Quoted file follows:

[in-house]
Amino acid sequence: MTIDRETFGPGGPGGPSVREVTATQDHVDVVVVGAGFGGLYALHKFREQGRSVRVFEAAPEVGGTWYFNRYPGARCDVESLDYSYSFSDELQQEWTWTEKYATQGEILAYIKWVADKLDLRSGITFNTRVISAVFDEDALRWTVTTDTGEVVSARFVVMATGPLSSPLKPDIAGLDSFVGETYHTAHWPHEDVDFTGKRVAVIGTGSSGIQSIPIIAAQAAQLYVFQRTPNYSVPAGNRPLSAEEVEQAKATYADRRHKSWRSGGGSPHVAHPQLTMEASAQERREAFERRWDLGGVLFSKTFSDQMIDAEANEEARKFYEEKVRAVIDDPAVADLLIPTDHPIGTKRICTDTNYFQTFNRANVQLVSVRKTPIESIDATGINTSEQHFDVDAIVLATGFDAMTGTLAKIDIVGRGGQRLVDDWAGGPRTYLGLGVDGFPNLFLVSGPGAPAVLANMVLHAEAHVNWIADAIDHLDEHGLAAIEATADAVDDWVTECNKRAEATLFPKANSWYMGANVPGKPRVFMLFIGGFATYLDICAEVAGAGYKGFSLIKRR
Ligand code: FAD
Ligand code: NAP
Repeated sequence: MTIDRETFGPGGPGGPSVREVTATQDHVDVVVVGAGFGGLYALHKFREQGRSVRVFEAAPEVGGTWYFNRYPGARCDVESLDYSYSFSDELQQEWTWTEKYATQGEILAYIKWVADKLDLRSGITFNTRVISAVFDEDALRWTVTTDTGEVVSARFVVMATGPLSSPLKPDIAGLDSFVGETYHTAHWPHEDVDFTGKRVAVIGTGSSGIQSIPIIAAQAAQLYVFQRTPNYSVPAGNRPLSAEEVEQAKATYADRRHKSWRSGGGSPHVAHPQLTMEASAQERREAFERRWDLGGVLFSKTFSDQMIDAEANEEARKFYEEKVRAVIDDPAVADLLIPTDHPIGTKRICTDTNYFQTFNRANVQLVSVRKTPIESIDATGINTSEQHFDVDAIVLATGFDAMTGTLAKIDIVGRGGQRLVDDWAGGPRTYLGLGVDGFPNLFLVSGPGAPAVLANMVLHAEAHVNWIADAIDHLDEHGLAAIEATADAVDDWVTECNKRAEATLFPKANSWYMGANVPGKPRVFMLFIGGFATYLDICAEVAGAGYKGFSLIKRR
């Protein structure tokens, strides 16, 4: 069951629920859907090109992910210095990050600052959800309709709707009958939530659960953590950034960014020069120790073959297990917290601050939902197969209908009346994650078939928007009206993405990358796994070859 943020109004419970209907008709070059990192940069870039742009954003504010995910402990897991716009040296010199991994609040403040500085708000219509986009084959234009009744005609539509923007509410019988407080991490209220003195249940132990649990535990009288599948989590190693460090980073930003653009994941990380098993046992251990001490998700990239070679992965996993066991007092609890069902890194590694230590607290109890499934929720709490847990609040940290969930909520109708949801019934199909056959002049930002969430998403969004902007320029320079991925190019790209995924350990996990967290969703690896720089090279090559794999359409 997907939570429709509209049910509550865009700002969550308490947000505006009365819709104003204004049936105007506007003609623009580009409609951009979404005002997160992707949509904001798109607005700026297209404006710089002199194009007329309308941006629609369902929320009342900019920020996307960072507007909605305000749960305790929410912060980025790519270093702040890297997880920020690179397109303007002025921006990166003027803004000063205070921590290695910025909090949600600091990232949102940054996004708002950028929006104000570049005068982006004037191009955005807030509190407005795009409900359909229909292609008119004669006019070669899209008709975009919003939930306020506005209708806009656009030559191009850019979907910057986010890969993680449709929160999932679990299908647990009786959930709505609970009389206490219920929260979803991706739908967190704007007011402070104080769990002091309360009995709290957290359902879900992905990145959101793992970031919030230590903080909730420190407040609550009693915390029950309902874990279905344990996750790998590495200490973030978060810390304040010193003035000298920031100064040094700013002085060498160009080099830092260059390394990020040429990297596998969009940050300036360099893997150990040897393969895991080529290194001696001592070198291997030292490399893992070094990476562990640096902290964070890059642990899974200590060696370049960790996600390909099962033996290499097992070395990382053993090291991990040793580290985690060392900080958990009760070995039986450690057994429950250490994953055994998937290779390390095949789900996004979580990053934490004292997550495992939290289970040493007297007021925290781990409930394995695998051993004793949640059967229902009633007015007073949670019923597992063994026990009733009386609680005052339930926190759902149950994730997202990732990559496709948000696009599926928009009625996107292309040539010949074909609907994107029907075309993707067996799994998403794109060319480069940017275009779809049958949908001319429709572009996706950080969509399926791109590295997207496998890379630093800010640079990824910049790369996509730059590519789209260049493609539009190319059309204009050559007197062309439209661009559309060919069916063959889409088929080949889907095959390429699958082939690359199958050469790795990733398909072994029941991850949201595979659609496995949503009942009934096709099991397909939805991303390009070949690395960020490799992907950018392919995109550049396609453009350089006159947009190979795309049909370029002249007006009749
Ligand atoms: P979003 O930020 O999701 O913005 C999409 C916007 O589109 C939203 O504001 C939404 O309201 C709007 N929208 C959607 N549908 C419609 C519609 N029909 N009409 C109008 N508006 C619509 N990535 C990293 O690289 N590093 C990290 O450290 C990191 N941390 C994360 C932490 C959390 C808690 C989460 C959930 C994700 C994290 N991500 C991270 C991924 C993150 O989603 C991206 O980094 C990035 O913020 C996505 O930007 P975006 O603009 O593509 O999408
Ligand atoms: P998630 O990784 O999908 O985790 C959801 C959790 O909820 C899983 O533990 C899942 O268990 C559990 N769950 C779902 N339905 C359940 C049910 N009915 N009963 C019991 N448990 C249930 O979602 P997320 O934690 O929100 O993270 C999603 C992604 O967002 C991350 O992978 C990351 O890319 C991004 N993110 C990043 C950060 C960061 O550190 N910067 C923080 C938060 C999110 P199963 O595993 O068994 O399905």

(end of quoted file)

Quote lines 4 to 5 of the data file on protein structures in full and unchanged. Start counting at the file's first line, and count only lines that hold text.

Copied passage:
Ligand code: NAP
Repeated sequence: MTIDRETFGPGGPGGPSVREVTATQDHVDVVVVGAGFGGLYALHKFREQGRSVRVFEAAPEVGGTWYFNRYPGARCDVESLDYSYSFSDELQQEWTWTEKYATQGEILAYIKWVADKLDLRSGITFNTRVISAVFDEDALRWTVTTDTGEVVSARFVVMATGPLSSPLKPDIAGLDSFVGETYHTAHWPHEDVDFTGKRVAVIGTGSSGIQSIPIIAAQAAQLYVFQRTPNYSVPAGNRPLSAEEVEQAKATYADRRHKSWRSGGGSPHVAHPQLTMEASAQERREAFERRWDLGGVLFSKTFSDQMIDAEANEEARKFYEEKVRAVIDDPAVADLLIPTDHPIGTKRICTDTNYFQTFNRANVQLVSVRKTPIESIDATGINTSEQHFDVDAIVLATGFDAMTGTLAKIDIVGRGGQRLVDDWAGGPRTYLGLGVDGFPNLFLVSGPGAPAVLANMVLHAEAHVNWIADAIDHLDEHGLAAIEATADAVDDWVTECNKRAEATLFPKANSWYMGANVPGKPRVFMLFIGGFATYLDICAEVAGAGYKGFSLIKRR